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News source: Daily Nous

Harold Bloom, “a singular breed of scholar-teacher-critic-prose-poet-pamphleteer,” has died. He was 89... James Wood... Graeme Wood... Michael Dirda... Justin A. Sider... Dwight Garner... James Romm... Guardian... AP

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Harold Bloom, “a singular breed of scholar-teacher-critic-prose-poet-pamphleteer,” has died. He was 89... James Wood... Graeme Wood... Michael Dirda... Justin A. Sider... Dwight Garner... James Romm... Guardian... AP

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News source: Arts & Letters Daily

Which Video Games for Which Philosophical Lessons?

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It’s not unusual to solicit books, movies, and television shows that might be particularly useful for teaching about certain philosophical problems. What about video games? a scene from the virtual reality video game “Superhot” We had a post about this nearly five years ago, but it did not get much uptake. In the interim, the video gaming industry has continued to grow, and so has the share of the population playing these games. According to one recent report, 65% of American adults play videogames, and according to another, nearly 80% of all gamers are 18 years old or older, with half of that group being over 36 years old. Katia Samoilova, an assistant professor of philosophy at California State University, Chico, recently created a “Philosophy and Video Games” introductory course. In a news item at the CSU Chico site, she says, “Nothing is better than a video game at immersing in an experience, and specifically, testing thought experiments,” adding that “video game content rivals in its richness other media, including much… philosophical literature.” Mass Effect and The Witcher are two examples of such games named in the article. It would be great to get some more examples of video games that could be effectively used in the teaching of philosophy, along with a brief explanation of their usefulness. Which particular games speak to which particular philosophical questions, problems, or topics? Related: “Virtual Worlds and Video Games in Philosophy Teaching“; “New: Journal of the Philosophy of Games“; “Philosophy Teaching Games“; “Philosophy Game Jam“; “Philosopher App Store Redux” The post Which Video Games for Which Philosophical Lessons? appeared first on Daily Nous.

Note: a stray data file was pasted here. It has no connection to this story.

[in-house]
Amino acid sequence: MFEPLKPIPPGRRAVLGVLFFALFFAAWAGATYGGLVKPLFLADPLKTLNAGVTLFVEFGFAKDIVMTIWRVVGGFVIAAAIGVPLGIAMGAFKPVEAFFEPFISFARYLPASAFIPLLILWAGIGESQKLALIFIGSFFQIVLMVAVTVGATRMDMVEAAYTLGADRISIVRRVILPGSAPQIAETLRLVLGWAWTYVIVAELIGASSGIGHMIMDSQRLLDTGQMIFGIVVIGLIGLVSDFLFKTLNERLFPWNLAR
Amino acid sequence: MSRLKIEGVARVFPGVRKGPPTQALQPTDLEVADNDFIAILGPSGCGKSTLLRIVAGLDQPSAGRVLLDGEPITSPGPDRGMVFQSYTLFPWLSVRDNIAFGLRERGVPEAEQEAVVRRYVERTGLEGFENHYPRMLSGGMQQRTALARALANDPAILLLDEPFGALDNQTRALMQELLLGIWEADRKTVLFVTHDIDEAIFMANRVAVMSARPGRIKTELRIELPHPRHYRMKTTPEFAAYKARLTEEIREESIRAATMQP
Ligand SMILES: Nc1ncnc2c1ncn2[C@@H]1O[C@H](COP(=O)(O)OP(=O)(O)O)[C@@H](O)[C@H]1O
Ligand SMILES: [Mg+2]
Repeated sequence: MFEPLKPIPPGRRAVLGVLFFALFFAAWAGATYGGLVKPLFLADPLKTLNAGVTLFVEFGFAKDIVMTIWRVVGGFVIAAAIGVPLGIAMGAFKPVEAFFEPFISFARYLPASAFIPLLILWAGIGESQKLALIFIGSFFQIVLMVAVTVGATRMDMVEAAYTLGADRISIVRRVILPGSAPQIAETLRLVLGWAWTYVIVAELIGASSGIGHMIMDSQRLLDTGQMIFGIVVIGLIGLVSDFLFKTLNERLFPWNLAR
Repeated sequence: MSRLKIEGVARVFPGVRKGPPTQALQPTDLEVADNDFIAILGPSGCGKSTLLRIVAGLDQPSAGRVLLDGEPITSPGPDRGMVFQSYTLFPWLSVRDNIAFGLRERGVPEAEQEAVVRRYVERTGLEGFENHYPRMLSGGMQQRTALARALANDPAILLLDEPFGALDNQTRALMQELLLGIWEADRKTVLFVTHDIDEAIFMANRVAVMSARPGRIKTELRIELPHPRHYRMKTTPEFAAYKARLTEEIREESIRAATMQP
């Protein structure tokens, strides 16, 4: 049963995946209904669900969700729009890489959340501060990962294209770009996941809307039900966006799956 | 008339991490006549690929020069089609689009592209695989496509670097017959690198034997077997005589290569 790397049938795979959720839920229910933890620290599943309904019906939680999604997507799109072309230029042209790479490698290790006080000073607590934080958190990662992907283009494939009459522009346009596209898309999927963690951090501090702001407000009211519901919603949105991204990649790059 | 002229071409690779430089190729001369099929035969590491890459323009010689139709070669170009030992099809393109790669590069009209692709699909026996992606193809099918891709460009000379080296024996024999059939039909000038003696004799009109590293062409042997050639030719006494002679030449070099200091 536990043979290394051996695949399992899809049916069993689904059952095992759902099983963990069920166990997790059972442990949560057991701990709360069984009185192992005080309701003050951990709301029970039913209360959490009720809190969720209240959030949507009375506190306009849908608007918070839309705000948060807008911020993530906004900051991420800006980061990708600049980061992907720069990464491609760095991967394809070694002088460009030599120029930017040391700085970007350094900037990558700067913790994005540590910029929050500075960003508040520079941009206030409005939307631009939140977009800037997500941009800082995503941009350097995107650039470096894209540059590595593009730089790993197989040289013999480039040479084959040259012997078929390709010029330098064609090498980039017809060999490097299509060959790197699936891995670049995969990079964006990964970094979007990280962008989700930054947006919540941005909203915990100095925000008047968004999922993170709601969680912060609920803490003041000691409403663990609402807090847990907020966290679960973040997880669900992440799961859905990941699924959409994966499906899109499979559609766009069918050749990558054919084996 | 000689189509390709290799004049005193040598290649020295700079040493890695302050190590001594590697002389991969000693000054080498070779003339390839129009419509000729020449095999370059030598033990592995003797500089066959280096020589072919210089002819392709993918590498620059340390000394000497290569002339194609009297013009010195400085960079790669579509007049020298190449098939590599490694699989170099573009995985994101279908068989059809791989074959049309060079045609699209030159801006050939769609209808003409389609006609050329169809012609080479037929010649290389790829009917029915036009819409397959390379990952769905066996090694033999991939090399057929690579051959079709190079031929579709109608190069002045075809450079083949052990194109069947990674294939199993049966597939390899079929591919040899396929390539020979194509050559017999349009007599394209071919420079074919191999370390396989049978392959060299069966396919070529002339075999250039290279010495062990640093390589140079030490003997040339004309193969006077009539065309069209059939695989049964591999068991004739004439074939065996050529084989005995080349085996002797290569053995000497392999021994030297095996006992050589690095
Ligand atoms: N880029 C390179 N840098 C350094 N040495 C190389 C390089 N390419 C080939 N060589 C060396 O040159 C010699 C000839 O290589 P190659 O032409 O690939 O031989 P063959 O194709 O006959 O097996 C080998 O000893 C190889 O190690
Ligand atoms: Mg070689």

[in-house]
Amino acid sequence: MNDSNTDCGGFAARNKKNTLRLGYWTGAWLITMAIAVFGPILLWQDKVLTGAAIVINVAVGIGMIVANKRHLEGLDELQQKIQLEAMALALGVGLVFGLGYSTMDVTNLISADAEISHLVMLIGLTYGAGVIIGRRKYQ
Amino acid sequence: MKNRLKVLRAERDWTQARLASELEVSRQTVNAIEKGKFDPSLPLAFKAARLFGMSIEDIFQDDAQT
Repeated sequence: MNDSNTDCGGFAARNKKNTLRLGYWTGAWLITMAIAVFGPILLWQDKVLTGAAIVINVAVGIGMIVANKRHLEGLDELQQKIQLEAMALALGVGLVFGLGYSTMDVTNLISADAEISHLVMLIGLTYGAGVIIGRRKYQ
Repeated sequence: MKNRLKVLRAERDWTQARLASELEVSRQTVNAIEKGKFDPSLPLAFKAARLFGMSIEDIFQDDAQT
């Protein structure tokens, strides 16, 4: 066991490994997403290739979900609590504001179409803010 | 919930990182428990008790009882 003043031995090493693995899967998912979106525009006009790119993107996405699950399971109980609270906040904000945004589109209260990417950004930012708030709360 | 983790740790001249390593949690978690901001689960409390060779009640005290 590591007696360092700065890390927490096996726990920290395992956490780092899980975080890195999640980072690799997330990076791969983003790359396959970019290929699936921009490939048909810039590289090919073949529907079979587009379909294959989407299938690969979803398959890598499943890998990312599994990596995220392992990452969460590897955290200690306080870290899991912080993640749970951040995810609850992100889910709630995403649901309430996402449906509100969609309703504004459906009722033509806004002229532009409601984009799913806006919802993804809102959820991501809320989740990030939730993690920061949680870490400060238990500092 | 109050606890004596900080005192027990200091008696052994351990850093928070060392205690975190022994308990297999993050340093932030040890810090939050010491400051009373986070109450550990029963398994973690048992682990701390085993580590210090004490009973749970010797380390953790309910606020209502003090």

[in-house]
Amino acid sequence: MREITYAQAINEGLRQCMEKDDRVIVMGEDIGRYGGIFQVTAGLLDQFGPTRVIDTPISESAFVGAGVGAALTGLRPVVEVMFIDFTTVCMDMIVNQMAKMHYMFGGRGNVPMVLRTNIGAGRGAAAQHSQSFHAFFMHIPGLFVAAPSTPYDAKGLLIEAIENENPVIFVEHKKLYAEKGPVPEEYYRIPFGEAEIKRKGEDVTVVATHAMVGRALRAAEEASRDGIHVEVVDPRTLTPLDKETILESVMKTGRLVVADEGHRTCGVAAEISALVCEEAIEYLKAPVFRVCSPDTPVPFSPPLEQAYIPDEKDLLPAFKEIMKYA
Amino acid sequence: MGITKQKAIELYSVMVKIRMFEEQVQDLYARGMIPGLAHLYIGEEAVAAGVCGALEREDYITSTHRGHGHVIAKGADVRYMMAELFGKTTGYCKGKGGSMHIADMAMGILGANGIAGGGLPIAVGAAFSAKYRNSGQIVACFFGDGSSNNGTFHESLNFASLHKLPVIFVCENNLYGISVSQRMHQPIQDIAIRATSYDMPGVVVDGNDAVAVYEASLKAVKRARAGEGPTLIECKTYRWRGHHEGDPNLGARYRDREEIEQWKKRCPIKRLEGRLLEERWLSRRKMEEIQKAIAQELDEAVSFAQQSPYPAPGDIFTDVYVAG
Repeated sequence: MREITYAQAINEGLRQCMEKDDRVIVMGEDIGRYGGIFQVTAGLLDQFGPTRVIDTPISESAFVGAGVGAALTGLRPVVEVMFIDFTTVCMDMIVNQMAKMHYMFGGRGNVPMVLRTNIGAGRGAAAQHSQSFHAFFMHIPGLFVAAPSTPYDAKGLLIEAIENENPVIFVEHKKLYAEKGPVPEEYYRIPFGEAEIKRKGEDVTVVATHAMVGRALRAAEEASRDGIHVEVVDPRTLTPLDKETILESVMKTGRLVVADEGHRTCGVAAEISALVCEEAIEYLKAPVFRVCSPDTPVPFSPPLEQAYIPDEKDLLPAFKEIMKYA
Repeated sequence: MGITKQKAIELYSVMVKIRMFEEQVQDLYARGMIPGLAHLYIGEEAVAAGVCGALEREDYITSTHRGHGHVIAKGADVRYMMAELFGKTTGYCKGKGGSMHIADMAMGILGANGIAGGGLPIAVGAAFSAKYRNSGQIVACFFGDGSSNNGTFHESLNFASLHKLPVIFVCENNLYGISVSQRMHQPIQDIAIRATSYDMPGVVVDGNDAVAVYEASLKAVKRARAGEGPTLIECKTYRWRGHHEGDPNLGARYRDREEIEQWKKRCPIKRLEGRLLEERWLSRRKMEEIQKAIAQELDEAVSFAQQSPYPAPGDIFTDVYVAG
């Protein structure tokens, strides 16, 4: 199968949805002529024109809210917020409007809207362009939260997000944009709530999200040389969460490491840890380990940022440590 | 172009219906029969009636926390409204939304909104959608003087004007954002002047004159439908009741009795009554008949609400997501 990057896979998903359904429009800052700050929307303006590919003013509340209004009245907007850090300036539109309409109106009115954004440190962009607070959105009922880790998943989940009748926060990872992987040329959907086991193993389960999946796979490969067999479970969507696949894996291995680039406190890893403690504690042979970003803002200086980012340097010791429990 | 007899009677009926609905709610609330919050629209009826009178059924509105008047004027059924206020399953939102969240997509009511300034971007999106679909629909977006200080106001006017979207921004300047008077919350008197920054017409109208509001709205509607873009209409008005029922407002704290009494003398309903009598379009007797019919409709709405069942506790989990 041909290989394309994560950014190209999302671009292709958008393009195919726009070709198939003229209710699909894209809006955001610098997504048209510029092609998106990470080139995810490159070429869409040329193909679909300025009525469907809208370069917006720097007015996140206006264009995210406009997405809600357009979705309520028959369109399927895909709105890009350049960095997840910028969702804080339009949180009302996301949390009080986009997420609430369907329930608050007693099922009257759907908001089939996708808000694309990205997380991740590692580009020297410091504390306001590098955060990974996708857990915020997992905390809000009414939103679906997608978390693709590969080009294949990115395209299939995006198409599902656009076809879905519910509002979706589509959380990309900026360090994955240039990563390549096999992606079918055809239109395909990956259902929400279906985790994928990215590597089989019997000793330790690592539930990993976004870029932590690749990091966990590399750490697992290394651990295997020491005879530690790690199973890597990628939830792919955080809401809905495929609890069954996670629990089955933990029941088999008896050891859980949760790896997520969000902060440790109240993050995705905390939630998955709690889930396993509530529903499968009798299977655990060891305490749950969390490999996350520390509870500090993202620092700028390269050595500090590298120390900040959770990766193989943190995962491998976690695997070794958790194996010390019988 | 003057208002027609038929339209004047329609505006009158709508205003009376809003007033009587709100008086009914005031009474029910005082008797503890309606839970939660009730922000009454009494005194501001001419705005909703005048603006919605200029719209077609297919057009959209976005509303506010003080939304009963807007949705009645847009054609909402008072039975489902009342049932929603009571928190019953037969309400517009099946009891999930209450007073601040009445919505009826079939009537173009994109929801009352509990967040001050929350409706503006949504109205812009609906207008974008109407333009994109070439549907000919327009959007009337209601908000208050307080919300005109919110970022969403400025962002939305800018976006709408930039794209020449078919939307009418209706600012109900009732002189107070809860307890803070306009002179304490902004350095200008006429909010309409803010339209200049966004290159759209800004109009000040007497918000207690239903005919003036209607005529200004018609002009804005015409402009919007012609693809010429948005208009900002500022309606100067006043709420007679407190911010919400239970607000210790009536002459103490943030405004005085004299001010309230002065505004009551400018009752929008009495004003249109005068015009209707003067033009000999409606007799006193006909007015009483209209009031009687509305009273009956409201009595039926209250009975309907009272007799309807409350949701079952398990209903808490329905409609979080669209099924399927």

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News source: Daily Nous

Fingers feel, or feel free!

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Now that I have said everything I know about the etymology of the word finger (see the posts on feeling fingers), and those who agree and disagree with me have also made their opinion public, one more topic has to be discussed, namely, the origin of the verb feel. These are the basic facts. The verb feel has been attested only in West Germanic. Old English had fēlan, from fōljan, and the forms in Old Frisian, Old Saxon, and Old High German go back to the same root. All the rest is intelligent guessing. Naturally, since the Germanic root is fōl, the search concentrated on the non-Germanic root pōl, with the p ~ f correspondence by the indispensable First Consonant Shift (my recurring reference is to Engl. father versus Latin pater). Long o, that is, ō, alternates with short a, that is, ă, by ablaut, and the root pal surfaced early in the discussion of feel. Latin palpare “to touch,” familiar from palpitate and palpable, presented itself as a possible cognate, even though the comparison ignores the presence of final p in palp-. That is what feelers are for! Image by Zeimusu, CC by-SA 2.0 via Wikimedia Commons. The original meaning of feel was “to touch, examine by touching,” as in “We… felt over innumerable feet of dark wall for electric light switches” in The Great Gatsby (the beginning of Chapter 8). The metaphorical sense, as in I felt nothing, came later. Assuming for the moment that palpare and feel are related, we may wonder what the origin of the Latin verb is. Palp– begins with and ends in the same consonant and sounds a bit like Engl. plop or pulp. Plop is sound-imitative. Pulp, from Latin, is a word of unknown origin, and, incidentally, so is pulpit, also from Latin. One can always suggest a borrowing from an unknown language (and this has been done for pulpit), but equally probable is the conjecture that we are dealing with sound-symbolic or sound-imitative formations, even though it remains unclear what they “symbolize” or imitate. Engl. plop is of. . .

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News source: Linguistics – OUPblog